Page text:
Dec 262017
A VGA demonstration of gravity.
File ORBIT11.ZIP from The Programmer’s Corner in
Category Science and Education
A VGA demonstration of gravity.
File Name File Size Zip Size Zip Type
ORBIT.001 181 106 deflated
ORBIT.004 311 186 deflated
ORBIT11.DOC 5728 1823 deflated
ORBIT11.EXE 124114 64054 deflated

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Contents of the ORBIT11.DOC file

ORBIT 1.1 - A Gravitation Demonstration - Special Version - 3/7/92

ORBIT provides a visual demonstration of the laws of Universal Gravitation.

This has been developed primarily as a home project.

The menus are organized into progressive demonstrations of gravitation.

This program may be copied and used by those interested in gravitation.

The QuickBASIC 4.5 source code may be available in the future.

Watch for an updated version soon.

ORBIT 1.1 - A Gravitation Demonstration - Special Version - 3/7/92

Description of the program menus.


Load a configuration from disk

Allows the user to read the orbital parameters from a file
which was previously stored on disk.

If the program sees that there are ORBIT parameter files
on the disk, then a selection window appears allowing you
to select which file to read in.

Save a configuration to disk

Allows the user to save the current orbital parameters
being executed to a file on the disk.

A window is displayed showing the existing parameter files
which are on the disk. The user is prompted to enter a new
file number from 1 to 8. The user is then prompted to enter
up to a 30 character description to be attached to the file.

Run with current parameters

This menu item either continues normal execution of a demo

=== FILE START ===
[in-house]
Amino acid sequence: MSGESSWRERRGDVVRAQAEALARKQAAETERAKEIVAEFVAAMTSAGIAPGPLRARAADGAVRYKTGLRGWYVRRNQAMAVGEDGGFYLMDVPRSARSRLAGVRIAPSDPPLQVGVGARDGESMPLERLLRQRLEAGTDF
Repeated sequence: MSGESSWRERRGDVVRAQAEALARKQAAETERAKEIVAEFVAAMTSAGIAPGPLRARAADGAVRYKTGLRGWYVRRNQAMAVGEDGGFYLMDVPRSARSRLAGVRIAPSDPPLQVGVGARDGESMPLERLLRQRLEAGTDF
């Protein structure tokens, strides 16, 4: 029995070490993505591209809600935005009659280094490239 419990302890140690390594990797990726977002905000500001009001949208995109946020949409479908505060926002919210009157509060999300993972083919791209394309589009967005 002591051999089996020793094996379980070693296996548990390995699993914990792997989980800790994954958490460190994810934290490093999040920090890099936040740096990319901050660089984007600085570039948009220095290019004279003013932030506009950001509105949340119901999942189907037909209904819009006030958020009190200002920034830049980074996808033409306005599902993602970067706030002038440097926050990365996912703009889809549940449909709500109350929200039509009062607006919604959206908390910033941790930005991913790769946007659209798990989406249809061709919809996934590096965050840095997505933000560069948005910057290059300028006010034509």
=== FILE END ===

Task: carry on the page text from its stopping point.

or a simulation after the user terminated it, or it will
begin executing the orbital parameters just read from a disk

Check best video mode

ORBIT will tell you what the best video mode available on
your computer is. With this version of ORBIT, there is a
small chance that it will operate correctly on anything other
than VGA. The next version will be more video-mode aware.


This will exit ORBIT and return to the operating system.


View the current ORBIT parameters

This displays a screen showing the current parameters of
all the planets, and the object. The Universal Gravitation
constant is included, as well as certain program system

The user may press the 'Print Screen' key for a printout
of these numbers.

Edit the Universal constants

The user may change the value of the Universal Gravitation
constant to see the effect. The user may also change the
program system constant of Velocity change for every fire
of the thrusters.

Good values for these are:

Gravity Constant: 6.668E-21
Velocity change per thrust: 0.50

Warning: if you just press ENTER here, the corresponding
value will be changed to zero.


Various demonstrations of mass bodies attracting objects by their
gravitational pull.

One planet attracting an object

One planet attracts one object. The object has no initial

One planet and a moving object

One planet attracts one object. The object has been given
a small positive Y-velocity. See how the orbit traced out
differs from the previous demo.

Elliptical orbit around a planet

One planet attracts one object. The object has been given
a little larger positive Y-velocity. This time, the object
falls around the planet into an elliptical orbit.

Circular orbit around a planet

One planet attracts one object. The object has been given
enough positive Y-velocity to orbit in a circle. See the
result when thrust is applied.

To apply thrust, press the arrow key for the direction in
which you want the thrusters to fire.

Try to learn how to move the object into lower and higher
orbits using a minimum amount of thrust.

Orbit around two planets

Two planets attract the object. How does the orbit traced
differ from one planet?

Orbit around three planets

Three planets attract the object.

Black Hole

The planet attracting the object is not plotted on the
screen. Can you guess where it is by watching the orbit of
the object?

Random planets

Five planets of random mass, radius, and position are

MENU ITEM - Real Simulations

Here are a few simulations using real engineering units for planet
mass, radius, and position. I have tried to obtain accurate
numbers here, however they probably all need some fine tuning. For
example, the Geostationary orbit takes 23.06 hours, and should
actually take 24 hours.

MENU ITEM - More Info

Additional information about the program.


Program help screens and other reference information.


End the program and return to the operating system.

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